Meanwhile, in Kansas City, Mo., Hunt Midwest Real Estate Development announced that it is breaking ground on the first phase of SubTropolis Technology Center (STC), an underground, mission-critical data center. LightEdge Solutions, a cloud computing, colocation and consulting company, will be the anchor tenant for STC and will open the first phase of its 60,000-square foot underground operation, built to Tier 3 standards, in the first quarter of 2014.
With LightEdge as the “proof of concept,” Hunt Midwest will market STC to government agencies and larger enterprise users who want to operate their own data centers, according to Data Center Knowledge.
SubTropolis can provide a secure location for government data centers because of the underground facility’s ability to withstand natural disasters, including F5 tornadoes, and other security threats, according to a report in the Kansas City Business Journal.
SubTropolis Technology Center is served by dark fiber capable of carrying 80 10-gigabit/sec waves, far beyond the 1 gigabit service Google is bringing to Kansas City’s residential customers via Google Fiber, Mike Bell, general manager for Hunt Midwest’s industrial/commercial development division, told the Business Journal.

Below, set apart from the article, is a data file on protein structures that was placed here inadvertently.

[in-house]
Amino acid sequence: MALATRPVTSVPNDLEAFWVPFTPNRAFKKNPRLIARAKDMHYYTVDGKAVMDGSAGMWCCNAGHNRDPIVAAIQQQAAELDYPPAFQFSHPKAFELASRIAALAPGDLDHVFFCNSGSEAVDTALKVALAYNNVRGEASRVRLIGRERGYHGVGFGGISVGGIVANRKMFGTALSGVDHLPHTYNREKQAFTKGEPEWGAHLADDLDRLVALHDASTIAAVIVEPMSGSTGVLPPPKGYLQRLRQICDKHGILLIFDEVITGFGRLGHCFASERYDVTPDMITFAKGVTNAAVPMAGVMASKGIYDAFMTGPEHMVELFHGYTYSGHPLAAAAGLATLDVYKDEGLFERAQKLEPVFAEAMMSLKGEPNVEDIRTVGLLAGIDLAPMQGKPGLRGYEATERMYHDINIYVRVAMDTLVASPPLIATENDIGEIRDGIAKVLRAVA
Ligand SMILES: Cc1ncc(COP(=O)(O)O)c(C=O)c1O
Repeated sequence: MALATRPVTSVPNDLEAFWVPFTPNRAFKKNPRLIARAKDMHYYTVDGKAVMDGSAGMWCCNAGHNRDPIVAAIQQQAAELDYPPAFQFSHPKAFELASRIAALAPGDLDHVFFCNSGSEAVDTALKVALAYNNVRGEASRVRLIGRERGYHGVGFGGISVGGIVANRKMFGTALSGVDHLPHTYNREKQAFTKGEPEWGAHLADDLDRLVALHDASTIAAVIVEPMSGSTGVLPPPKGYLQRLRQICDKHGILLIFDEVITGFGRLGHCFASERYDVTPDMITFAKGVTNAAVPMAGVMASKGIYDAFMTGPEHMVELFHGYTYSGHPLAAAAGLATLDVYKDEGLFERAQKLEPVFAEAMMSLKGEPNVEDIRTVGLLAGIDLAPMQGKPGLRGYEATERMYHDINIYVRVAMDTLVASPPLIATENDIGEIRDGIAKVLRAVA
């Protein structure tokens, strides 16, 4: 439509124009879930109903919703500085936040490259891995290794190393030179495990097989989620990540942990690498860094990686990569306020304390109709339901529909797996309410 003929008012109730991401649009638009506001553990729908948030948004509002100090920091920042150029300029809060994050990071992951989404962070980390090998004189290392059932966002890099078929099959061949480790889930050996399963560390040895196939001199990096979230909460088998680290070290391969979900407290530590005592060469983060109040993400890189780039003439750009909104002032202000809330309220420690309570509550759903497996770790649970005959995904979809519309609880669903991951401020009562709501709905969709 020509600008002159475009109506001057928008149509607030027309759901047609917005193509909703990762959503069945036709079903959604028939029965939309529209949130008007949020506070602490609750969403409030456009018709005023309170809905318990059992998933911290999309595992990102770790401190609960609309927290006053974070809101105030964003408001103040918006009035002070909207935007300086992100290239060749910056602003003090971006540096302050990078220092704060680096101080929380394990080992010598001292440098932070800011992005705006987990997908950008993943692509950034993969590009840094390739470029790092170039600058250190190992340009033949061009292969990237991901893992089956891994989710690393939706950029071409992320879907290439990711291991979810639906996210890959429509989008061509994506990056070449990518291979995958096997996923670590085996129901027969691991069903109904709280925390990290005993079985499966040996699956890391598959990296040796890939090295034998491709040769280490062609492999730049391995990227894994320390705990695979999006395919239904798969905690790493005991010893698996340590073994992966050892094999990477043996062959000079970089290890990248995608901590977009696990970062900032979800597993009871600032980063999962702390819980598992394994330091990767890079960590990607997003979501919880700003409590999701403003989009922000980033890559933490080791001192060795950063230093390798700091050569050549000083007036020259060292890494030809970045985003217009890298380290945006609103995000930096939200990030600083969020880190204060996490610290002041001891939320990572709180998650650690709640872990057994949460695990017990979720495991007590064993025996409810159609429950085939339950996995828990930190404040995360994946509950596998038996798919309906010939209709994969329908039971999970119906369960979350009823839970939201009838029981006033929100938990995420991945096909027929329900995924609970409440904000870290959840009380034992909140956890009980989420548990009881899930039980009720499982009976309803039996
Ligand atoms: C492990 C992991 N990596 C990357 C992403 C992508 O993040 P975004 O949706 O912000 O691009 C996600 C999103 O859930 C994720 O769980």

Posted on Sep 24, 2013 at 10:14 AM0 comments
The Obama administration made expansion of broadband networks one of its top technology agenda items in the belief that access to fast Internet connections would drive economic development, especially in rural and low-income communities.
A key piece of the strategy was to lower barriers for broadband providers to build out networks on federal property, roads and rights of way. And there’s a lot of land available: the federal government owns nearly a third of all property in the United States, on which sits about 10,000 buildings, according to a notice on the White House blog.
Last week the administration made available a set of tools to help companies choose sites to set up high-speed Internet access, particularly in underserved communities. The tools include:
An online mapping tool that displays all General Services Administration-owned buildings and lands, including contact information for assistance, and pointers to where commercial antennas might be best situated.
The map has interactive features highlighting information to help locate such sites, including the location of National Parks and other protected wilderness areas. The map was built with open government data, displayed in a new way to make it easier for carriers to take advantage of federal assets in planning or expanding their networks.
Another tool, the “dig once” guide, includes tips and policies for helping telecom carriers schedule broadband and network installations at the same time. According to the guide, coordinating close timing of network construction projects can cut costs by 90 percent.